Chesapeake Bay Foundation-PA Opposes GOP Muddy Water Bill| PA Environment Daily
Beaver County Sen. Elder Vogel (Tea-Pa-47) is again proposing legislation to create a nutrient trading regime in Pennsylvania, according to Chesapeake Bay Foundation-PA. Rather than improving the condition of Pennsylvania waterways and the Chesapeake Bay, Vogel would allow water treatment facilities to buy indulgences rather than actually improving water quality, according to the foundation. If adopted, the nutrient trading regime would not reduce nitrogen and sedimentation pollution but would put more cash in the hands of polluters.
The Chesapeake Bay Foundation-PA says Senate Bill 724 (Vogel-R-Beaver) threatens to derail current clean water restoration efforts and divert critical funding from proven science-based practices, while favoring proprietary, corporate-backed and costly manure technologies.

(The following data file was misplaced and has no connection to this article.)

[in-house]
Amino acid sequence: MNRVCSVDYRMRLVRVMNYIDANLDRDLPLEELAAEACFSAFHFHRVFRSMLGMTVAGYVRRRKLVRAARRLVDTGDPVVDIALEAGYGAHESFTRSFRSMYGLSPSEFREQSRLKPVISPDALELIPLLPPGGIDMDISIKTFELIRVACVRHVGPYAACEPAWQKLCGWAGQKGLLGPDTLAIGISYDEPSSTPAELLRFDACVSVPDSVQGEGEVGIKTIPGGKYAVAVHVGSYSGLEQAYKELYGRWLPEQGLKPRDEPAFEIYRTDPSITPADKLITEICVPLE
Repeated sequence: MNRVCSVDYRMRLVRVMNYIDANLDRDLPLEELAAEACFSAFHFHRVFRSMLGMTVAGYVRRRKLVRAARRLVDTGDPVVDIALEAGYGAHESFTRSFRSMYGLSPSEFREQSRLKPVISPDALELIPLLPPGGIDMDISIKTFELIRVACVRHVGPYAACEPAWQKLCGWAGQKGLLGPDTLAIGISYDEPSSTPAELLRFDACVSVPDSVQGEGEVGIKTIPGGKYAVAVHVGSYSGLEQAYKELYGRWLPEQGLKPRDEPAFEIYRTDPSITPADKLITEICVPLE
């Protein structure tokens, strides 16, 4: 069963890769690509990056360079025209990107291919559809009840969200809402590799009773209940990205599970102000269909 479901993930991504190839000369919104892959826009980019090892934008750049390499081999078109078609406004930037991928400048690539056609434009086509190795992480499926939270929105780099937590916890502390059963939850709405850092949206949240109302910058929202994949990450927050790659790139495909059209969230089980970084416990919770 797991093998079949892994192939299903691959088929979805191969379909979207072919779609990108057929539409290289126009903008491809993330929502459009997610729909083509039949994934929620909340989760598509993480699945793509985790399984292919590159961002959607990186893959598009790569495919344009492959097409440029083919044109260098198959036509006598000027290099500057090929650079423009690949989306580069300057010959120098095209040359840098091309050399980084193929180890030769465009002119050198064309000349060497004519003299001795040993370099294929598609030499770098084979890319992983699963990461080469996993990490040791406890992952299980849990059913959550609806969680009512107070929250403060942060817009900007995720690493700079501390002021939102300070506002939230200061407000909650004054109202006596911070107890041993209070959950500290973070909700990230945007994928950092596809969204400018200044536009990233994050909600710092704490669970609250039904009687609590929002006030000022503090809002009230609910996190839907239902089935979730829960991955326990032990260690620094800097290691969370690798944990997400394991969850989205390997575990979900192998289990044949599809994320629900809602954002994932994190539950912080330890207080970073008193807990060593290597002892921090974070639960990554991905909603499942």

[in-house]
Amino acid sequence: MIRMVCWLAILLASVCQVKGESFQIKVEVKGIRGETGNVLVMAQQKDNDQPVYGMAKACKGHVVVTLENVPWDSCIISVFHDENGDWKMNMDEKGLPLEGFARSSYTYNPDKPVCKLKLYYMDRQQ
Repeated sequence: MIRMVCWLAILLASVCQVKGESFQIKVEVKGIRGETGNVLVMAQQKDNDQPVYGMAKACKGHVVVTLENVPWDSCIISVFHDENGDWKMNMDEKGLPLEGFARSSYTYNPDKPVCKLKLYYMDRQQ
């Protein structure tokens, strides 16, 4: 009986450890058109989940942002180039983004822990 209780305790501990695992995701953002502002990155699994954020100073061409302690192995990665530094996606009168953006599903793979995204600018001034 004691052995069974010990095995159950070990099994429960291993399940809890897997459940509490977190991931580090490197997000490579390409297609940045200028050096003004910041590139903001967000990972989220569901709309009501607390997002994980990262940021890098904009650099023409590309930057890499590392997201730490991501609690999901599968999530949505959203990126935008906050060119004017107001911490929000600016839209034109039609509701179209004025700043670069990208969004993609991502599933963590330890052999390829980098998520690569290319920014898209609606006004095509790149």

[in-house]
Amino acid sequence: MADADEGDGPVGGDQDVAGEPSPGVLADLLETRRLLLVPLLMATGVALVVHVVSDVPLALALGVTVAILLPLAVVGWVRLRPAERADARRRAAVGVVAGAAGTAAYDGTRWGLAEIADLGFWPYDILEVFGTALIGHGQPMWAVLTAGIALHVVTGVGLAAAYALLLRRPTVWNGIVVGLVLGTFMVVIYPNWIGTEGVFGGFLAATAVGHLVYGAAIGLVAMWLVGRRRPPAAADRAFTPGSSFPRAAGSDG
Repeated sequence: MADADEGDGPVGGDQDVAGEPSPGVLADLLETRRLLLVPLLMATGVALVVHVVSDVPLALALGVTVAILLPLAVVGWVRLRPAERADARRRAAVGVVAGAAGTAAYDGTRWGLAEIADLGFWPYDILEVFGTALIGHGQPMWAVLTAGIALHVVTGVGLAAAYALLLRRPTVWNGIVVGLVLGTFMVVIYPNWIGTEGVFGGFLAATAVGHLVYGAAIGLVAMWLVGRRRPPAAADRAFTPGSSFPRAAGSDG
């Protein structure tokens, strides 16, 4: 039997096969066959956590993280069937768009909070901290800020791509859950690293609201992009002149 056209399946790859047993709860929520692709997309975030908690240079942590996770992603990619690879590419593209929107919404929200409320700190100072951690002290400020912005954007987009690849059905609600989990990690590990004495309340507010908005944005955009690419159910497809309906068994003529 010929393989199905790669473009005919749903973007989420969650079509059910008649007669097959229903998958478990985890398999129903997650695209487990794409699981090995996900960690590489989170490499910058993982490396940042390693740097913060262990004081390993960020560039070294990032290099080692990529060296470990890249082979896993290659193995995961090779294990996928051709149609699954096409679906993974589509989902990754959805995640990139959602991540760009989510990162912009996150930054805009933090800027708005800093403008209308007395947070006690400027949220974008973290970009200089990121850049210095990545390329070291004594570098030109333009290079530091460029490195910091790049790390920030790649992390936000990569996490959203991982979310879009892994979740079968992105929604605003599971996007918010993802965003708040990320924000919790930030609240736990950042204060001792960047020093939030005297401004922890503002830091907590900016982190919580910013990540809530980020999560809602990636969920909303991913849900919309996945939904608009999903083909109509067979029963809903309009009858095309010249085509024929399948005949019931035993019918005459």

CBF is disappointed that Senate Bill 724 was introduced April 14, as a reconstituted version of the flawed and failed Senate Bill 994 from the legislature’s last session. Sen. Elder Vogel (R-Beaver) was the prime sponsor of both bills.
“Although some phrases are different in the latest Senate Bill 724, it is still a fundamentally flawed bill,” said CBF’s Pennsylvania Executive Director Harry Campbell.
Pennsylvania must accelerate progress if it is to have 60 percent of the pollution reduction practices in place by 2017, the first formal deadline.
The Commonwealth’s nitrogen and sediment pollution reduction commitments from agriculture and urban polluted runoff are considerably off-track. Pennsylvania appears to be on track to meet its phosphorus reduction goal.
A recent report by the PA Auditor General on the Commonwealth’s efforts to meet its pollution reduction goals for the Chesapeake Bay, urged greater support for the use of low-cost solutions and technologies as alternatives to higher-cost public and infrastructure projects.
via PA Environment Daily.